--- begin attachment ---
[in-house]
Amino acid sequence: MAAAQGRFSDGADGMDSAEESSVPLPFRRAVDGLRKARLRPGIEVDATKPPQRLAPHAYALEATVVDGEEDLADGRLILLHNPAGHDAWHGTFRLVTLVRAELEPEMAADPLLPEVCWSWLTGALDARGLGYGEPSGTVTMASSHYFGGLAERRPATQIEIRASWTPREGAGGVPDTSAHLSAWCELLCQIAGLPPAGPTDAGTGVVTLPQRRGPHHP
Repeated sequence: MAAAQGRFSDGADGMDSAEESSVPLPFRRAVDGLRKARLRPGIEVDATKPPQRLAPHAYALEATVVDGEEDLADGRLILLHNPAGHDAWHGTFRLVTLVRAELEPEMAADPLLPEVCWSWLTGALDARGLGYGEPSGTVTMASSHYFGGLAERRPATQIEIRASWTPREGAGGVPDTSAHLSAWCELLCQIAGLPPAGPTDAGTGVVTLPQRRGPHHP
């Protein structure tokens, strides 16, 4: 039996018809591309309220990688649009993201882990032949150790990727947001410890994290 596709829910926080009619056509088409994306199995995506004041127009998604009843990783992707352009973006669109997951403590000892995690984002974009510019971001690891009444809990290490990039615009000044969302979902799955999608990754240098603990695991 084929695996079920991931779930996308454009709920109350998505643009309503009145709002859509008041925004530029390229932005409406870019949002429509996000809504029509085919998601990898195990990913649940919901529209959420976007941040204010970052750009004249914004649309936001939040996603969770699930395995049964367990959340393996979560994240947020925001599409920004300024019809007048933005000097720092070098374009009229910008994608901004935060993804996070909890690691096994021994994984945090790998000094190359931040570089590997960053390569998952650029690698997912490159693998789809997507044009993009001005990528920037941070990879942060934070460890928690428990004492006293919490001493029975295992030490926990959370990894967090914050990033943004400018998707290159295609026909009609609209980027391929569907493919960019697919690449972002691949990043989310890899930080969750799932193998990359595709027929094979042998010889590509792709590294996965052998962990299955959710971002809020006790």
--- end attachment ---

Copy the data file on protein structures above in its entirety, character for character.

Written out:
[in-house]
Amino acid sequence: MAAAQGRFSDGADGMDSAEESSVPLPFRRAVDGLRKARLRPGIEVDATKPPQRLAPHAYALEATVVDGEEDLADGRLILLHNPAGHDAWHGTFRLVTLVRAELEPEMAADPLLPEVCWSWLTGALDARGLGYGEPSGTVTMASSHYFGGLAERRPATQIEIRASWTPREGAGGVPDTSAHLSAWCELLCQIAGLPPAGPTDAGTGVVTLPQRRGPHHP
Repeated sequence: MAAAQGRFSDGADGMDSAEESSVPLPFRRAVDGLRKARLRPGIEVDATKPPQRLAPHAYALEATVVDGEEDLADGRLILLHNPAGHDAWHGTFRLVTLVRAELEPEMAADPLLPEVCWSWLTGALDARGLGYGEPSGTVTMASSHYFGGLAERRPATQIEIRASWTPREGAGGVPDTSAHLSAWCELLCQIAGLPPAGPTDAGTGVVTLPQRRGPHHP
């Protein structure tokens, strides 16, 4: 039996018809591309309220990688649009993201882990032949150790990727947001410890994290 596709829910926080009619056509088409994306199995995506004041127009998604009843990783992707352009973006669109997951403590000892995690984002974009510019971001690891009444809990290490990039615009000044969302979902799955999608990754240098603990695991 084929695996079920991931779930996308454009709920109350998505643009309503009145709002859509008041925004530029390229932005409406870019949002429509996000809504029509085919998601990898195990990913649940919901529209959420976007941040204010970052750009004249914004649309936001939040996603969770699930395995049964367990959340393996979560994240947020925001599409920004300024019809007048933005000097720092070098374009009229910008994608901004935060993804996070909890690691096994021994994984945090790998000094190359931040570089590997960053390569998952650029690698997912490159693998789809997507044009993009001005990528920037941070990879942060934070460890928690428990004492006293919490001493029975295992030490926990959370990894967090914050990033943004400018998707290159295609026909009609609209980027391929569907493919960019697919690449972002691949990043989310890899930080969750799932193998990359595709027929094979042998010889590509792709590294996965052998962990299955959710971002809020006790």